Whilst the global environment continues to deteriorate, cities have emerged as places of achievement and optimism. "Cleaner and greener" cities have become a requirement of global competition and environmental protection is held to be vital to improving the lives of citizens. However, the global and urban dimensions of sustainability circle upwards and around each other like a double helix. Now into the twenty-first century, the conflictive geopolitics of international development and collaborative urban environmental governance twist around each other with snake-like charm, and venom.
This book enquires into why cities have embraced environmental issues with enthusiasm. It locates urban environmentalism within current debates on globalization and neoliberal urbanization, and critically outlines the political success of urban environmental agendas in the postmodern condition of risk and individualization. These themes are subjected to theoretical critique and methodological exploration through Marxist analysis, discourse theory and a dialectical or relation understanding of urban environmentalism within the disruptive and often violent urban transformation of the last two decades. This approach is then applied through three in-depth second-city studies in contrasting development contexts: Birmingham in the UK, Lodz in Poland, and Medellin in Colombia.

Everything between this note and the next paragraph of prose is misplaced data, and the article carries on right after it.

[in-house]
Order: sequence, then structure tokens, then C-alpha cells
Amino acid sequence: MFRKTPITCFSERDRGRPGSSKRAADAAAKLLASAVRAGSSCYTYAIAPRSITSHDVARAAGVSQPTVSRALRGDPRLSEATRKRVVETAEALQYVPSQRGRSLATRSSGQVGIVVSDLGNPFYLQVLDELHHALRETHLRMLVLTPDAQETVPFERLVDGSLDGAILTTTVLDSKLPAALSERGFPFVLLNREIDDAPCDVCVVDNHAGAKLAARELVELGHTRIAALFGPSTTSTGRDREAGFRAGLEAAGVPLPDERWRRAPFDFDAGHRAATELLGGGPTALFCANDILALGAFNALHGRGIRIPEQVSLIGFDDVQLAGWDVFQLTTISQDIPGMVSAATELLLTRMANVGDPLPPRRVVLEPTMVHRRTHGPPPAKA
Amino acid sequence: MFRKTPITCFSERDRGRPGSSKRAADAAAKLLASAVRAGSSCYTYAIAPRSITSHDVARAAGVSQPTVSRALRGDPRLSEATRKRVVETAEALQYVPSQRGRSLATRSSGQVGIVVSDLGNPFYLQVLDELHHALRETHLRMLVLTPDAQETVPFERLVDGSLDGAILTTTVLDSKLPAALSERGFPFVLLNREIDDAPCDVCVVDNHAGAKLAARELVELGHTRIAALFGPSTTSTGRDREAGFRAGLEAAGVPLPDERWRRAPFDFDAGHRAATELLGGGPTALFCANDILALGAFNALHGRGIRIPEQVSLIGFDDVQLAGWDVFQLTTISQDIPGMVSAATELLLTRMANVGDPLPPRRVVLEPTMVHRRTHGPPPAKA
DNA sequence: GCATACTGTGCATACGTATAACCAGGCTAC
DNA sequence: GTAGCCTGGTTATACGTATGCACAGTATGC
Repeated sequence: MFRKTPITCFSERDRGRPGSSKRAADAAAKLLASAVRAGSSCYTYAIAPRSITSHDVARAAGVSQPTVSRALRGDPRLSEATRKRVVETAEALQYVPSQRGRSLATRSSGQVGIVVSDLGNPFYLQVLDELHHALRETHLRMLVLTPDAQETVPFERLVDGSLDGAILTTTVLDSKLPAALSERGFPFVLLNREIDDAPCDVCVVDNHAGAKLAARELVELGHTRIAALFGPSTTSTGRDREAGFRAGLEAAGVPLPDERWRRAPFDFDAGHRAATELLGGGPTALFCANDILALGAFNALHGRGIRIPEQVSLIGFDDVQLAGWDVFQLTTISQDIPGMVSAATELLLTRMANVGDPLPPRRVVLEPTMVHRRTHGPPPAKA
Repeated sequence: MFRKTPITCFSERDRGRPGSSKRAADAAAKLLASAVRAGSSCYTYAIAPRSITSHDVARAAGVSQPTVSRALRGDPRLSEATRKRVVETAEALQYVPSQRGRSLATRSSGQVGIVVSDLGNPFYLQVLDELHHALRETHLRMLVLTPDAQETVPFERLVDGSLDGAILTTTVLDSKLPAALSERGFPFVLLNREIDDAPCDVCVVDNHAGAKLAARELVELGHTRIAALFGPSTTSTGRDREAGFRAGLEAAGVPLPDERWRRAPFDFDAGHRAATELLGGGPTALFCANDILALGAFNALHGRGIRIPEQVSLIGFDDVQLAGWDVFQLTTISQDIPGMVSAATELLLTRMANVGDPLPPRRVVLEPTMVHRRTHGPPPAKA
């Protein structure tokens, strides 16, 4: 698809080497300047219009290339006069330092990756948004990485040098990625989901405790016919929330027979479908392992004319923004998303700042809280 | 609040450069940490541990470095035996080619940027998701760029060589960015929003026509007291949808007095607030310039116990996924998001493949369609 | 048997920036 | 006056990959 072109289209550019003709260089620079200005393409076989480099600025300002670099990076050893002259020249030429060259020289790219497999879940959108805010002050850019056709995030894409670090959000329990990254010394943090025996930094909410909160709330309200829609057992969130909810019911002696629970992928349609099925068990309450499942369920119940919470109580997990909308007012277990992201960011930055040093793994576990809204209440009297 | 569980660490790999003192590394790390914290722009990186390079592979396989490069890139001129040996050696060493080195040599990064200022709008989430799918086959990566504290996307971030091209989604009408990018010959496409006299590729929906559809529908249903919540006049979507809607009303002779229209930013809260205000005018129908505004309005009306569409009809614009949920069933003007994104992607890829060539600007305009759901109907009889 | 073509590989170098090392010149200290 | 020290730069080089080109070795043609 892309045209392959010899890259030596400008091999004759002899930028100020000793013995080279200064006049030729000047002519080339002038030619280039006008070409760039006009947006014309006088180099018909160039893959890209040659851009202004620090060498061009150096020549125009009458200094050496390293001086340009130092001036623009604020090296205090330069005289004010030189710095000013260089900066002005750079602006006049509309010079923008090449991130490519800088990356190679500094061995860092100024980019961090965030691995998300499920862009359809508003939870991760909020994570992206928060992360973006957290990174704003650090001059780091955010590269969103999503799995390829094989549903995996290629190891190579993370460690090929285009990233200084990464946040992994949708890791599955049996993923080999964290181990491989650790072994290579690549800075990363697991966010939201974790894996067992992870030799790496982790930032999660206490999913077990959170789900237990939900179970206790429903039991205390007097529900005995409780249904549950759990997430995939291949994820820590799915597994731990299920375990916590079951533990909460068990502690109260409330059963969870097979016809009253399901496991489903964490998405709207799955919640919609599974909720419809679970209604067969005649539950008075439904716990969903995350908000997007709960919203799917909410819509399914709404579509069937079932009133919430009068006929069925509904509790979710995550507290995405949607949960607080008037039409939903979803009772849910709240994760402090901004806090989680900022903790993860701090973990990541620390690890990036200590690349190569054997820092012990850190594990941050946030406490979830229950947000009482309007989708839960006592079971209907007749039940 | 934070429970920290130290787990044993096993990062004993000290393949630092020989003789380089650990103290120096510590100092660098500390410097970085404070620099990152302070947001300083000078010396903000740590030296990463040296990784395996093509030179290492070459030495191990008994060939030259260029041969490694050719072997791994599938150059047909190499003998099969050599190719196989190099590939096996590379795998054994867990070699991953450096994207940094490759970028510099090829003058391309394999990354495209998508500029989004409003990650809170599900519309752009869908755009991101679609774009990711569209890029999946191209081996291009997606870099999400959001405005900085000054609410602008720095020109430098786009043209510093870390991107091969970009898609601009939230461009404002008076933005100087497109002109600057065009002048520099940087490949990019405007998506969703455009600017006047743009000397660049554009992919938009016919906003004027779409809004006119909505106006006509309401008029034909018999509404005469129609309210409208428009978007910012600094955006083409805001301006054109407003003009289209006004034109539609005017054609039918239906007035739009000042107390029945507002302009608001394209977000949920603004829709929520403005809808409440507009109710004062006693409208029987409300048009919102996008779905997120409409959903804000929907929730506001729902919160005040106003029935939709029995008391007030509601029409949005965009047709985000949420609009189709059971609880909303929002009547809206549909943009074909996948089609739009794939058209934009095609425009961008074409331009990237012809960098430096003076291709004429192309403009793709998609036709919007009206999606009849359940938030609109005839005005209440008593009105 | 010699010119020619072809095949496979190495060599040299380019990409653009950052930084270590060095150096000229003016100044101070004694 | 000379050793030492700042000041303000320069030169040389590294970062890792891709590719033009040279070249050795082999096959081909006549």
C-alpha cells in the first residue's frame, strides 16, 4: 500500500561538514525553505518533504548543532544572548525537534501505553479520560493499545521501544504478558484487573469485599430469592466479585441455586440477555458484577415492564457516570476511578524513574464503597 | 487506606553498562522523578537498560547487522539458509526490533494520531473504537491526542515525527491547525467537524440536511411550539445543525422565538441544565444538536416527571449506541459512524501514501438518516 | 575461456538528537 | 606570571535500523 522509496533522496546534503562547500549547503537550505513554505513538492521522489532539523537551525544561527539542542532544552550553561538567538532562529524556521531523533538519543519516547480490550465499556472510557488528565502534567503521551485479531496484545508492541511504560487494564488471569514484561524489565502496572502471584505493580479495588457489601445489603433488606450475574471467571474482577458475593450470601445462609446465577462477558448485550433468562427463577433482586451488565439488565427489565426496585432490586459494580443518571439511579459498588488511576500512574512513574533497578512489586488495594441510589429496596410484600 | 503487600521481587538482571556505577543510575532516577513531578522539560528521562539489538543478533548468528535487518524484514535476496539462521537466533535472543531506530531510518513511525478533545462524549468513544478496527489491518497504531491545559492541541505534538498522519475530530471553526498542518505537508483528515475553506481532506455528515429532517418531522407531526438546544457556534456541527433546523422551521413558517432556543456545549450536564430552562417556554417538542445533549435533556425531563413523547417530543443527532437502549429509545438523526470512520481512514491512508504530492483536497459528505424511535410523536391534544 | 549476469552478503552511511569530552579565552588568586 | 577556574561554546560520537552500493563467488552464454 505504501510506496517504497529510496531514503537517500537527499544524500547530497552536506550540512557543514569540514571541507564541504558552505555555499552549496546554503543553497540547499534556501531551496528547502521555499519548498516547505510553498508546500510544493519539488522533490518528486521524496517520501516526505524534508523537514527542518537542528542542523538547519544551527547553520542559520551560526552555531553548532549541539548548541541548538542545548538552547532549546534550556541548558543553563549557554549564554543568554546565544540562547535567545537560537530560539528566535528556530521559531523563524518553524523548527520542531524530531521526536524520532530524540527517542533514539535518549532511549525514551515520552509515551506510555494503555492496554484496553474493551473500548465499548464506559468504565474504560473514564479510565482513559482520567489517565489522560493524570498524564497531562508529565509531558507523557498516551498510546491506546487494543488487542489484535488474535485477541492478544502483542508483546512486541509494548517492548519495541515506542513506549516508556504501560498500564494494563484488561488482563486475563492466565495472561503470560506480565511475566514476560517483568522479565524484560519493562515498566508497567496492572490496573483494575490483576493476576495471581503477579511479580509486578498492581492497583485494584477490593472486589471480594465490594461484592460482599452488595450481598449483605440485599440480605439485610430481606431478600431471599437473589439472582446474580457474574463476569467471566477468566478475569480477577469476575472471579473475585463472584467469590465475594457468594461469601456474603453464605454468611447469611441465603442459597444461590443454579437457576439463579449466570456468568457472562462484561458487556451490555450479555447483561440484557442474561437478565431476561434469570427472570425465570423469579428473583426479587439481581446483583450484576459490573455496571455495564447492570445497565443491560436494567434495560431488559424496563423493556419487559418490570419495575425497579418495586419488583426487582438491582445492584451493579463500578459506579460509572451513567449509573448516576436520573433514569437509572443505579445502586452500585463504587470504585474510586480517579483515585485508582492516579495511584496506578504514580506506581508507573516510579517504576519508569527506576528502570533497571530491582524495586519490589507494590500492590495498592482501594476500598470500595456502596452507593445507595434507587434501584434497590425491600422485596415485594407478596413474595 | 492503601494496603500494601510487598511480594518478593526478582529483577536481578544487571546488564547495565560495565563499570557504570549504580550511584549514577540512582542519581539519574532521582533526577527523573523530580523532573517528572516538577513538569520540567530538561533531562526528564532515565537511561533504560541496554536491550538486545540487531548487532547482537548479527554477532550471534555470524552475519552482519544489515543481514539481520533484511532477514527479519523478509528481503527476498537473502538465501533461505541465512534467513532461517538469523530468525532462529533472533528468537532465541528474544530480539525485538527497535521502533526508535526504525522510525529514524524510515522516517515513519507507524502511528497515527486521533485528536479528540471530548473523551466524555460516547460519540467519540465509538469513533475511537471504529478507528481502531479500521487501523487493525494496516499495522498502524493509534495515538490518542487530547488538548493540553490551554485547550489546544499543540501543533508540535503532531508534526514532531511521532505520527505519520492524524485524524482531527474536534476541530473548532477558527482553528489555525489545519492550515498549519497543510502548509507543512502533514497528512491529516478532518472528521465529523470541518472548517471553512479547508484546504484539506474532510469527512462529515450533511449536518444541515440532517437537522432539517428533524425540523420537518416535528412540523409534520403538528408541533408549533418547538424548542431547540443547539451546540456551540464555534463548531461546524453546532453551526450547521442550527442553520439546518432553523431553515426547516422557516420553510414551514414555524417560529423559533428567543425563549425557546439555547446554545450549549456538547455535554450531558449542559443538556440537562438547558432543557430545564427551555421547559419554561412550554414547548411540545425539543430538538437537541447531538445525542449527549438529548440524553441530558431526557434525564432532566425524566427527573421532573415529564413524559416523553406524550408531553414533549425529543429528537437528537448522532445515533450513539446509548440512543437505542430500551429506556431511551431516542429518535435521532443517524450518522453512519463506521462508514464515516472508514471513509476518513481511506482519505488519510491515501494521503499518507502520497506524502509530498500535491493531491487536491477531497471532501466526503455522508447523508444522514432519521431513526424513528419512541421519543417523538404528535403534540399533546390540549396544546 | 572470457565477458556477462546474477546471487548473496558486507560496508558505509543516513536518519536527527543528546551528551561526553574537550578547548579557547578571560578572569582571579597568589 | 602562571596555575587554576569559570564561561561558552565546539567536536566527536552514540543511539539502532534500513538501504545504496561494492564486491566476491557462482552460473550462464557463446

In imaginatively bringing together a wide range of disciples, this book makes an important contribution to understanding urban environmentalism as an ideological form, operating at the levels of strategic economic interests and everyday social practices to facilitate, in place-specific ways, the legitimation of neoliberal city governments and control/regulation of increasingly fragmented, unequal and conflictive urban societies. It will be essential reading for students of planning, geography and environmental studies, as well as to all those interested in sociology and politics of sustainable development.